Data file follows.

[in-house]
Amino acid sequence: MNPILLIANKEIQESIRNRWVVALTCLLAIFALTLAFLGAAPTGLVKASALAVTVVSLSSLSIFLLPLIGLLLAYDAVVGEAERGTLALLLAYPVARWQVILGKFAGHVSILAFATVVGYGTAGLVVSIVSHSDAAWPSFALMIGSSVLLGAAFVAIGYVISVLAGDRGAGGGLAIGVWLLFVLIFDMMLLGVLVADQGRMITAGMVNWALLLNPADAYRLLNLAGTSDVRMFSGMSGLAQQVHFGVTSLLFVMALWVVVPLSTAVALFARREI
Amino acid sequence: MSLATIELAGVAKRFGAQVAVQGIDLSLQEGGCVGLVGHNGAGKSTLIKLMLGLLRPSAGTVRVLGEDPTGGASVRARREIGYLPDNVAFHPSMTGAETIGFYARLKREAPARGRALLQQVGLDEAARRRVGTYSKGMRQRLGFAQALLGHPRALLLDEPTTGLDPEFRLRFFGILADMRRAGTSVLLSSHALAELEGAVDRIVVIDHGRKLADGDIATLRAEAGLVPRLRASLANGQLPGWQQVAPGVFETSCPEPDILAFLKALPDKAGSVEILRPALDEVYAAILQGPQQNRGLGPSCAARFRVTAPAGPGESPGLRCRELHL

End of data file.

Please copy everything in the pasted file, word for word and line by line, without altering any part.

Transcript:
[in-house]
Amino acid sequence: MNPILLIANKEIQESIRNRWVVALTCLLAIFALTLAFLGAAPTGLVKASALAVTVVSLSSLSIFLLPLIGLLLAYDAVVGEAERGTLALLLAYPVARWQVILGKFAGHVSILAFATVVGYGTAGLVVSIVSHSDAAWPSFALMIGSSVLLGAAFVAIGYVISVLAGDRGAGGGLAIGVWLLFVLIFDMMLLGVLVADQGRMITAGMVNWALLLNPADAYRLLNLAGTSDVRMFSGMSGLAQQVHFGVTSLLFVMALWVVVPLSTAVALFARREI
Amino acid sequence: MSLATIELAGVAKRFGAQVAVQGIDLSLQEGGCVGLVGHNGAGKSTLIKLMLGLLRPSAGTVRVLGEDPTGGASVRARREIGYLPDNVAFHPSMTGAETIGFYARLKREAPARGRALLQQVGLDEAARRRVGTYSKGMRQRLGFAQALLGHPRALLLDEPTTGLDPEFRLRFFGILADMRRAGTSVLLSSHALAELEGAVDRIVVIDHGRKLADGDIATLRAEAGLVPRLRASLANGQLPGWQQVAPGVFETSCPEPDILAFLKALPDKAGSVEILRPALDEVYAAILQGPQQNRGLGPSCAARFRVTAPAGPGESPGLRCRELHL